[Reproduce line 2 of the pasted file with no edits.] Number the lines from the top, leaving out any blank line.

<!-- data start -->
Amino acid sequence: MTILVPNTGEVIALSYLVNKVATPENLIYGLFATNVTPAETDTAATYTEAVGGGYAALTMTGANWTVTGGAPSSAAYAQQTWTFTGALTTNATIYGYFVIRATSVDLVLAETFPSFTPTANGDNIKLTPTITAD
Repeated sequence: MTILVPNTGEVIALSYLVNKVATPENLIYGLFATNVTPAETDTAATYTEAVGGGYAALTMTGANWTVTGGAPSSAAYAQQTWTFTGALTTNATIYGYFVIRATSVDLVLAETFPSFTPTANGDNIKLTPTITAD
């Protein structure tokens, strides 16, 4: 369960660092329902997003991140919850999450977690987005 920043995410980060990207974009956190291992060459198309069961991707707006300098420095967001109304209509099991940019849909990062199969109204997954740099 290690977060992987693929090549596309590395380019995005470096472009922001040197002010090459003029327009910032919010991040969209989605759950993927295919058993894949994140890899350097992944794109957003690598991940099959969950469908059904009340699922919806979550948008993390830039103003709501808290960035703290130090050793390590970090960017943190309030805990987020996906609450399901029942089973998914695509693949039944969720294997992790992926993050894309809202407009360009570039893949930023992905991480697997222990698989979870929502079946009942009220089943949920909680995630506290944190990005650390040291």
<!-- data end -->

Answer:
Repeated sequence: MTILVPNTGEVIALSYLVNKVATPENLIYGLFATNVTPAETDTAATYTEAVGGGYAALTMTGANWTVTGGAPSSAAYAQQTWTFTGALTTNATIYGYFVIRATSVDLVLAETFPSFTPTANGDNIKLTPTITAD